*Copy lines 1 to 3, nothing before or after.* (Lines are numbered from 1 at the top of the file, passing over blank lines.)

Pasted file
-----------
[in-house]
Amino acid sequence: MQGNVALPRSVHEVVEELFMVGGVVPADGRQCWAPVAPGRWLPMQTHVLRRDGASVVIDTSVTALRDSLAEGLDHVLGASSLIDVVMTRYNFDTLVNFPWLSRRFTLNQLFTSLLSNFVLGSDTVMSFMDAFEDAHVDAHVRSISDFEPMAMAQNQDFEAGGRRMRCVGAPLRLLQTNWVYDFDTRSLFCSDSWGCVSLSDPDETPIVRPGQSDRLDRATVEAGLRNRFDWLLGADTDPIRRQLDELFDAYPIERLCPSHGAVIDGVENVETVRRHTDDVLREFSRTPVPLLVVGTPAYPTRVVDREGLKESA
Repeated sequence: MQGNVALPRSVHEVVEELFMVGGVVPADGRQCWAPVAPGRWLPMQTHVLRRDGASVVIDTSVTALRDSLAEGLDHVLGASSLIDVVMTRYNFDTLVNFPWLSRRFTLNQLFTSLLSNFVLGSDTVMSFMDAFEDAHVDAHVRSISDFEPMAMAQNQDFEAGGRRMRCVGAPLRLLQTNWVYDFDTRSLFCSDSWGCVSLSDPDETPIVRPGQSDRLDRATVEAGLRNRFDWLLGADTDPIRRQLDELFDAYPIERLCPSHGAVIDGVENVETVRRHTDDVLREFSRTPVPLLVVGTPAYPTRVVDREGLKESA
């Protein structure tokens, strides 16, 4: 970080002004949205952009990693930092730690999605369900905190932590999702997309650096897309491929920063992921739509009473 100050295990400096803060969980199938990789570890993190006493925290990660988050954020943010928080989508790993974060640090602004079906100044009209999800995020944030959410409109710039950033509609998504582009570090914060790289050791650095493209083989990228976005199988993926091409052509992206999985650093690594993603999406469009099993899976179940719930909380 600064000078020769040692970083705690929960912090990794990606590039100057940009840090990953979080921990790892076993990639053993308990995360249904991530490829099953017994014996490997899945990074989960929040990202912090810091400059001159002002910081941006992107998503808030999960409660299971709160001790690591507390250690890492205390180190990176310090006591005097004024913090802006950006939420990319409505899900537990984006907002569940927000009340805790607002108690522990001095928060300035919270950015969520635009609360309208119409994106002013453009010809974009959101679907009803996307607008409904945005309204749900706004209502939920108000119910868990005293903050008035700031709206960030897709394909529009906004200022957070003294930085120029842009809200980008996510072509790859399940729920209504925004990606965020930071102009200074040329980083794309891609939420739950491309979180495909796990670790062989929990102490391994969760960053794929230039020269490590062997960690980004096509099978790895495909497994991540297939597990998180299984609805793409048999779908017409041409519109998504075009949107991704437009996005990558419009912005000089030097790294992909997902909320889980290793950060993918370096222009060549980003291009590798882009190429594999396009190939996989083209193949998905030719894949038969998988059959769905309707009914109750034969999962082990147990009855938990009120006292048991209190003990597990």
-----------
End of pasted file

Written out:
[in-house]
Amino acid sequence: MQGNVALPRSVHEVVEELFMVGGVVPADGRQCWAPVAPGRWLPMQTHVLRRDGASVVIDTSVTALRDSLAEGLDHVLGASSLIDVVMTRYNFDTLVNFPWLSRRFTLNQLFTSLLSNFVLGSDTVMSFMDAFEDAHVDAHVRSISDFEPMAMAQNQDFEAGGRRMRCVGAPLRLLQTNWVYDFDTRSLFCSDSWGCVSLSDPDETPIVRPGQSDRLDRATVEAGLRNRFDWLLGADTDPIRRQLDELFDAYPIERLCPSHGAVIDGVENVETVRRHTDDVLREFSRTPVPLLVVGTPAYPTRVVDREGLKESA
Repeated sequence: MQGNVALPRSVHEVVEELFMVGGVVPADGRQCWAPVAPGRWLPMQTHVLRRDGASVVIDTSVTALRDSLAEGLDHVLGASSLIDVVMTRYNFDTLVNFPWLSRRFTLNQLFTSLLSNFVLGSDTVMSFMDAFEDAHVDAHVRSISDFEPMAMAQNQDFEAGGRRMRCVGAPLRLLQTNWVYDFDTRSLFCSDSWGCVSLSDPDETPIVRPGQSDRLDRATVEAGLRNRFDWLLGADTDPIRRQLDELFDAYPIERLCPSHGAVIDGVENVETVRRHTDDVLREFSRTPVPLLVVGTPAYPTRVVDREGLKESA